Why are we using Kickstarter and not banks?
As you know SeaPigs are using the Kickstarter programme as a way to fund our burgeoning new business. You may be wondering why SeaPigs has gone through this new-wave technique of crowdfunding rather than lending from big banks. As with everything we do, there is a reason behind this - because as an ethically responsible brand, SeaPigs do not trust the bigger major banks, and in this blog we’re going to tell you why.
After the success of our blog about the first episode of the new Netflix series ‘Dirty Money’, which covered the deception of the Volkswagen company as they programmed deception devices into their cars to surpass testing on carbon emissions, we decided to blog about another case from a later episode of the anthology show that informs what we do. This blog is all about the lies of HSBC bank, a popular international bank which was caught out aiding money laundering from million-dollar Mexican drug cartels. This documentary only served to prove us right about our trepidation of going with giant conglomerates, and shows why we want to use a form of fundraising that puts the power in the public’s hands.
Despite claiming to hold themselves to “high standards”, HSBC processed hundreds of billions of dollars worth of unmonitored transactions through the late 00’s and early 10’s. Not all of this was proven to be drug money, but millions of it was from prominent Mexican dealing organisations such as the Sinaloa cartel, formerly ran by El Chapo prior to his (most recent) incarceration.
Eventually, HSBC paid a fine that amounted to $1.9billion in US dollars. As great as this may seem to an Average Joe, this was getting off lightly for the bank - this much money was a mere five weeks worth of profit. Such a fine did not make much of a dent in things - the worst it got to was a portion of the executives’ bonuses being withheld. That’s not even all of their bonuses withheld - a portion! It is baffling that such banks are apparently as above the law as the mobsters, terrorists and cartels they are dealing with consider themselves to be.
In 2012, 90,000 people a year went to jail in America on drug convictions. Since 2002, over 100,000 people have been killed by the cartels in Mexico (and that’s a conservative estimate). From 2002-2014, heroin overdose deaths in America quadrupled. All of these horrifying statistics take place over a period of time that HSBC was doing its dodgy dealings with the Mexican cartels. While it obviously is not the sole point of blame, you can’t help but wonder just how many deaths and incarcerations have been aided and abetted by HSBC’s involvement with various drug groups.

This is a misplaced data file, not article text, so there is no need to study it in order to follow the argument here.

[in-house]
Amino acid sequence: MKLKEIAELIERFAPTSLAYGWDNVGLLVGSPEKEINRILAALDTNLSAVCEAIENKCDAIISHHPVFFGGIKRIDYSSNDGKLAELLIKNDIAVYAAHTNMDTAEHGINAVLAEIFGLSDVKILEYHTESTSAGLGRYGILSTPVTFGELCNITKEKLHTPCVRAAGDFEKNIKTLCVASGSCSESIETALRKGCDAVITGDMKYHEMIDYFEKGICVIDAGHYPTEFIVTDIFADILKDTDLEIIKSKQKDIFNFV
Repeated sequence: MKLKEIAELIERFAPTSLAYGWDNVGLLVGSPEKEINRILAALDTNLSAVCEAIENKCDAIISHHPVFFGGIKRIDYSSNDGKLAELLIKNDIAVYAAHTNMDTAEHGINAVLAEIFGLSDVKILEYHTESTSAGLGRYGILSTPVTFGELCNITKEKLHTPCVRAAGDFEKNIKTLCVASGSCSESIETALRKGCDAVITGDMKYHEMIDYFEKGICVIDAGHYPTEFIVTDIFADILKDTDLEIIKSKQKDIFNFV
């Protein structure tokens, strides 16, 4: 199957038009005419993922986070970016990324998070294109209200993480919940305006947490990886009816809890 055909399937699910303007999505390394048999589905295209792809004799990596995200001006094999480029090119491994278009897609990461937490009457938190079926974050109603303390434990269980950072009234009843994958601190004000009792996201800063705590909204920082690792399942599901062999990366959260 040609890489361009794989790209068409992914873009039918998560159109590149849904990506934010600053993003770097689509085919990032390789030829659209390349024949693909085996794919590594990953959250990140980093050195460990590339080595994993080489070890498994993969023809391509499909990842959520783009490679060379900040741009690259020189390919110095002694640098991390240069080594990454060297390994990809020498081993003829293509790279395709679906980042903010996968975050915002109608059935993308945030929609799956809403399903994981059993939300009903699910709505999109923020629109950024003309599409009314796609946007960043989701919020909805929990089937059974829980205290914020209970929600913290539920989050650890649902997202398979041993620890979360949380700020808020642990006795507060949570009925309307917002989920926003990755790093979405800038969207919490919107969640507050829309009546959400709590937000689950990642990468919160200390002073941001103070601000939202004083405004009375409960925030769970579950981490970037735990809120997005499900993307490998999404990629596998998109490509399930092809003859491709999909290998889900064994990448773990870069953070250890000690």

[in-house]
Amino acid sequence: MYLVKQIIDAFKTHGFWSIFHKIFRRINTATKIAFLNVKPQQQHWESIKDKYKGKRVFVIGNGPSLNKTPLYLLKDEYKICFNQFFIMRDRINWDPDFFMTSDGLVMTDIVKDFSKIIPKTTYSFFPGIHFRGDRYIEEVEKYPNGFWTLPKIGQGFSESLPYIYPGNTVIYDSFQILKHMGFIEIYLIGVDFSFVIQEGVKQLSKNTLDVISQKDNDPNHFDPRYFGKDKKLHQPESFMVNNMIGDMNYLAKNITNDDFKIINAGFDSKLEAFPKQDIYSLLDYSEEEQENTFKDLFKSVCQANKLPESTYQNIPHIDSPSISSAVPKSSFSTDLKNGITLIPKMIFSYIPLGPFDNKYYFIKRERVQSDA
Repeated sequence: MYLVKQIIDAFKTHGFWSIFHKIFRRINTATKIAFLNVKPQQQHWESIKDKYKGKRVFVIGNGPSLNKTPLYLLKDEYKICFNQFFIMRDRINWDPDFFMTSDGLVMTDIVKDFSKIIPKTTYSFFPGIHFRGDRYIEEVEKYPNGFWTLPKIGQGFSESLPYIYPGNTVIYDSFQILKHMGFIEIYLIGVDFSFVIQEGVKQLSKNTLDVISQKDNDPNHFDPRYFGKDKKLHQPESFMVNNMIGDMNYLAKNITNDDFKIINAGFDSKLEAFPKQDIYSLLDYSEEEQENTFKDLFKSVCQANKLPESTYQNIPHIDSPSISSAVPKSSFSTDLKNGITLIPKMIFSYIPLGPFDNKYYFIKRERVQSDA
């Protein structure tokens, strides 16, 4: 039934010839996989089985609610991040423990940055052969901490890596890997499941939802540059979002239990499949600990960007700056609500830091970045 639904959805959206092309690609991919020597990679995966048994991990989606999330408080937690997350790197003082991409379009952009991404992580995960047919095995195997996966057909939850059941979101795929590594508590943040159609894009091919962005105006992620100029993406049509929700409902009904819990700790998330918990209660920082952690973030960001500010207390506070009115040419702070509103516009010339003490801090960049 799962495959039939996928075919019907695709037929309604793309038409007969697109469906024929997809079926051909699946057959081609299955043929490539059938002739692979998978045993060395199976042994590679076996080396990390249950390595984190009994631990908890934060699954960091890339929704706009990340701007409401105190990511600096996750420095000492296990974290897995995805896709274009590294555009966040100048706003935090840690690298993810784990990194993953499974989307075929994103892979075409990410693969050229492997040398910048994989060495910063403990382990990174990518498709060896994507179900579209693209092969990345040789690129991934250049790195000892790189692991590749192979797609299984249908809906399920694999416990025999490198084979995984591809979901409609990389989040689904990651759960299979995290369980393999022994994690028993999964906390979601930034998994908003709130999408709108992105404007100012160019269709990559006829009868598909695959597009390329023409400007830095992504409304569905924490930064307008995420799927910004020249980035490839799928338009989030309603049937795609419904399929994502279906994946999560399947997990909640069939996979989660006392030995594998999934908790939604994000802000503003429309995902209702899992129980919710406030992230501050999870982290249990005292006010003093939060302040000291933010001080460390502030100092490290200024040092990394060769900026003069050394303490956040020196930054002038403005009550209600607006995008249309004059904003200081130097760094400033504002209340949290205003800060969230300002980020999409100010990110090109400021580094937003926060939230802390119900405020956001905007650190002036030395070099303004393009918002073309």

The cartels do not care about murder and death - of their clients or employees. They are quite plain that they are money motivated and anything that goes wrong is written off as collateral damage. They have been compared to al Qaeda or the Taliban in their barbarity. It has been suspected that the cartels did not give bankers much of a say in opening accounts for them, as they have been historically known to threaten their families should bankers not do as they say. That in mind, HSBC’s attempts to cover things up through slapdash attempts to get through their extensive backlog of illicit transactions are hardly justifiable to any extent.
The main danger of these cartels going through a major international bank such as HSBC is that the bank’s significance on the world economic stage made it untouchable and unprosecutable. This is because the bank was so large that if it failed on an immense scale then the impact on the world economy would be so great that it struggles to be fully comprehensible. However, this means that as a result in cases such as this one, no individual person ever gets prosecuted or held accountable for the heinous crimes committed in any way - “the company” just gets fined an amount that’s frankly comparable to a slap on the wrist and told to promise to Never Do It Ever Again. Even though HSBC had indeed made such promises before and then broken them. We can only hope that knowing they would be under a more watchful eye of government that they whipped themselves into shape and started to deal more honestly.
Clearly, these big banks and brands out there (for instance Amazon making trillions in profit and paying 0 in taxes for reasons nobody knows) are untouchable and have the ability to control governments unjustly. Apple have more cash in the bank than two thirds of the world’s countries and Jeff Bezos could end world hunger and still have millions in change. We abhor this clear high-level corruption and it has no place within the SeaPigs ethos. We aim to be as transparent as the sea water in all of our practices. Unfortunately some brands in the world are as transparent as crude oil.
Thoinks for reading,
Love Our Tiny Blue Dot